Allosaurus

To the untrained eye, Allosaurus could easily be confused with Tyrannosaurs Rex. These two dinosaurs have a similar look about them. In fact, to dino-lovers, they are the two most recognizable meat-eating dinosaurs. Both were theropods, which means they were bird-hipped and walked on two legs. They also had big skulls full of sharp teeth perfect for tearing flesh. Eek!


However, the similarities stopped there. Allosaurus lived during the Late Jurassic Period, about 155-150 million years ago and roughly 100 million years before T-Rex. Another difference between these two carnivores was in their hands. T-rex had only two fingers while Allosaurus had three. This Jurassic predator was also quite a bit smaller than the T-Rex, only averaging about 30 feet tall and weighing between 2 and 3 tons. This was quite a modest size for a dino; some paleontologist might even consider it small. Imagine a world where 30 feet is SMALL!


The Allosaurus Timeline

Mesozoic
Triassic
Jurassic
Cretaceous
- -


Dinosaurs’ names, including Allosaurus, were often derived from the Greek language. Allosaurus means “different lizard” due to the unique shape and markings of its vertebrae. As previously stated, this dinosaur walked on two legs. Its front legs were significantly shorter and most likely used to tear flesh. Speaking of tearing flesh, it also had some pretty sharp saw-like teeth!

Allosaurus had between14 and17 teeth on both the top and bottom jaws. The teeth were replaced continually: as a tooth feel out, a new one grew in its place. This was true for many of the meat-eating dinos and makes teeth one of the commonly found fossils. Some plant-eating dinosaurs, including Triceratops, also experienced tooth regeneration.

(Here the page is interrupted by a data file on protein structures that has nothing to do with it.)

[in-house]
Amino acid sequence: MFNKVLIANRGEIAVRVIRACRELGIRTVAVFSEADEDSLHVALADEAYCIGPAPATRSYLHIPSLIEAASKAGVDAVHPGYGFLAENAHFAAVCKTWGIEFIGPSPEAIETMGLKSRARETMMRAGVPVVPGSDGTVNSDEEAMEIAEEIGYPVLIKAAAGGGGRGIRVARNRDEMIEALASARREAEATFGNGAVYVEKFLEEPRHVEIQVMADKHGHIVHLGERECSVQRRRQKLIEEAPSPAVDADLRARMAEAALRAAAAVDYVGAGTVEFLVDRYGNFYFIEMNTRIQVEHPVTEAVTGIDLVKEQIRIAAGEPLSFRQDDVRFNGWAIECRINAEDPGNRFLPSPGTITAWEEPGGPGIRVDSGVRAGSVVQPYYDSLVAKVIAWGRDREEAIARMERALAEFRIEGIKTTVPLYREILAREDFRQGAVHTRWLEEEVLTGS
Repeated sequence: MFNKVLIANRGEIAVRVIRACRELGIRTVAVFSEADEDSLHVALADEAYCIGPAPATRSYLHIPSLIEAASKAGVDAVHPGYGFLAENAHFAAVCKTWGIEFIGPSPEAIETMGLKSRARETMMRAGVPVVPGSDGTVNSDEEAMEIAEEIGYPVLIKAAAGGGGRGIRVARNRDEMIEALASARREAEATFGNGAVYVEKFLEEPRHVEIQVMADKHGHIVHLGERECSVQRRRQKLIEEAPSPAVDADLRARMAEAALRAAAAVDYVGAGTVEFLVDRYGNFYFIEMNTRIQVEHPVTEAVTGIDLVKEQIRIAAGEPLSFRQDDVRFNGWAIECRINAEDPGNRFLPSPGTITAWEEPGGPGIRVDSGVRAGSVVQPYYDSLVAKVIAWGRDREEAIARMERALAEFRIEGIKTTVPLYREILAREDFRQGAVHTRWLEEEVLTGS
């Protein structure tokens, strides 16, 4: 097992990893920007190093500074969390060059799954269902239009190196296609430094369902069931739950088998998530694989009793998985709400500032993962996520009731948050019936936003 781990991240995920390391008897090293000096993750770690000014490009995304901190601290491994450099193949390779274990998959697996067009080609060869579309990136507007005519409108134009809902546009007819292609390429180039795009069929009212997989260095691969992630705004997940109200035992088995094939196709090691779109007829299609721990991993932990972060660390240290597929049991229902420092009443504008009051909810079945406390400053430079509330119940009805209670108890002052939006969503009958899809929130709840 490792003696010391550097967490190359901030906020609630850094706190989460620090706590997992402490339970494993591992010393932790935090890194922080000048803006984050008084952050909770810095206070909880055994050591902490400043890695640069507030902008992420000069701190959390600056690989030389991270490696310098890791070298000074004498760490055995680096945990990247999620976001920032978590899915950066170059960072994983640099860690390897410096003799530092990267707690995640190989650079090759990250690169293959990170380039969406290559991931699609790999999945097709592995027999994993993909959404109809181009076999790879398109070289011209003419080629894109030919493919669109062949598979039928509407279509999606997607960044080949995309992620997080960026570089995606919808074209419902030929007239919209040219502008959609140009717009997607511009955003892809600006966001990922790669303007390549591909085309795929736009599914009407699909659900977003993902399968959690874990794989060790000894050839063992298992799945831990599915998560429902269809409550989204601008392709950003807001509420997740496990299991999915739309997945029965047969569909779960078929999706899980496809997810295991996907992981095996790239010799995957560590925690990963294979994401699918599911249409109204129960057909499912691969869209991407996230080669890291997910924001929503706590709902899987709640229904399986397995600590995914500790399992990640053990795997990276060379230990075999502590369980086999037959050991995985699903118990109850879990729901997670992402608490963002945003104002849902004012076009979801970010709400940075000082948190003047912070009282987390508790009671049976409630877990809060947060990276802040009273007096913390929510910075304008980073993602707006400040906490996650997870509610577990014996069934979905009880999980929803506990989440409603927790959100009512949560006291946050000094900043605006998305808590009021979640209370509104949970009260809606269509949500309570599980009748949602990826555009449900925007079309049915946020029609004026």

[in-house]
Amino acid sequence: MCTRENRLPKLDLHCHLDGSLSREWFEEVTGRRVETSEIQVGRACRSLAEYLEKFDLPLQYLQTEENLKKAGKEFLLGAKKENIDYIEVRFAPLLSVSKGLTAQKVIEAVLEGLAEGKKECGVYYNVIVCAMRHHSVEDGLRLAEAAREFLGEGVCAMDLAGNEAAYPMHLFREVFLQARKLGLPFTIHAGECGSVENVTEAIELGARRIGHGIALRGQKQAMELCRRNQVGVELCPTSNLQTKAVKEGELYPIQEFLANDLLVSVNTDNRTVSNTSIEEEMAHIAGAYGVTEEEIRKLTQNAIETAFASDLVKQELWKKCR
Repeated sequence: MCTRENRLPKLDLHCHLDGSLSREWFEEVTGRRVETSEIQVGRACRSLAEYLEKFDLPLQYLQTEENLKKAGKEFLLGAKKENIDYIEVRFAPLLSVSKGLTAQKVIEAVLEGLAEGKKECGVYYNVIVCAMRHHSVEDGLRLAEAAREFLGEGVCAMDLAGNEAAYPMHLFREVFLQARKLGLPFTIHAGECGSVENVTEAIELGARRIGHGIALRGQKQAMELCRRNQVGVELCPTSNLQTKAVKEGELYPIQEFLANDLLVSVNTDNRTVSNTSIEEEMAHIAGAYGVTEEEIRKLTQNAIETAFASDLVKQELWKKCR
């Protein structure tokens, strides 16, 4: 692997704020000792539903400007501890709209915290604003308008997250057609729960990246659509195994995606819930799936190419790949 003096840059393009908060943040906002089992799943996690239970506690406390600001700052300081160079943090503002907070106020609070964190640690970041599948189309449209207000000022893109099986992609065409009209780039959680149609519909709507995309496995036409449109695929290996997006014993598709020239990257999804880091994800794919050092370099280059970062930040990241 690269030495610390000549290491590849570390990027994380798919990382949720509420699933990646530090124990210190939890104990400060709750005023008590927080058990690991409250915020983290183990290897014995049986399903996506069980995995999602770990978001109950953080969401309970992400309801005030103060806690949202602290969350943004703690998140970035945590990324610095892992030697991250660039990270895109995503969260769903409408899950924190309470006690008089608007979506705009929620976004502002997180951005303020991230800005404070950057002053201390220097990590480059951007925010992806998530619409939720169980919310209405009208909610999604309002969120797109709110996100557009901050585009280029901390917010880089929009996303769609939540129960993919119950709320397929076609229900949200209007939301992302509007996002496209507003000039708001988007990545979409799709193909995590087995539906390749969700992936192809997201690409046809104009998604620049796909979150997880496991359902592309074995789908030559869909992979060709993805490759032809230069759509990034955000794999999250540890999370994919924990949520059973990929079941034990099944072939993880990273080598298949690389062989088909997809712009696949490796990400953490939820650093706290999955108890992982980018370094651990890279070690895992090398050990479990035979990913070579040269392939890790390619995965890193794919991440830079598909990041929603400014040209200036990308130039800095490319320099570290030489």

Dino Fact File
Name
Allosaurus
Classification
Theropod
Food
Carnivore
Length
28 feet
height
30 feet
weight
2-3 tons
Range
Western North America
Time Period
Late Jurassic Period


Allosaurus was a carnivore and preyed on some very large animals. Fossil evidence leads paleontologists to believe that Allosaurus frequently attacked Stegosaurus. What makes them think this? First, Stegosaurus fossils have been found in similar rock strata indicating they lived about the same time and place as the Allosaurus. 

But there is other evidence, too. Scientists find fossils that show evidence of attacks and wounds. Allosaurus tail vertebra have been found with a partially healed wound that fits a Stegosaurus tail spike, while a Stegosaurus neck plate with a U-shaped wound that correlates well with an Allosaurus snout have also been found. Imagine the battles!!


 Allosaurus had a short pair of horns, used in combat, and probably as a symbol of dominance. These horns may even have been able to shade their eyes from the sun. How handy, built-in sunglasses!


Allosaurus fossils are found in the Western US.


The first discovery of Allosaurus bones was in Western Colorado during the Bone Wars in the late 19th century. The Bone Wars, also called the Great Dinosaur Rush, was a fossil hunting competition between paleontologists Edward Drinker Cope and Othniel Charles Marsh. These bone bullies would use extremely sneaky, cruel and, as some would say, childish tactics to sabotage the other. When all was said and done, the naming of this famous fossil went to Marsh. But don’t worry, Cope found and named plenty of fossils, more than 1000, including the Dimetrodon.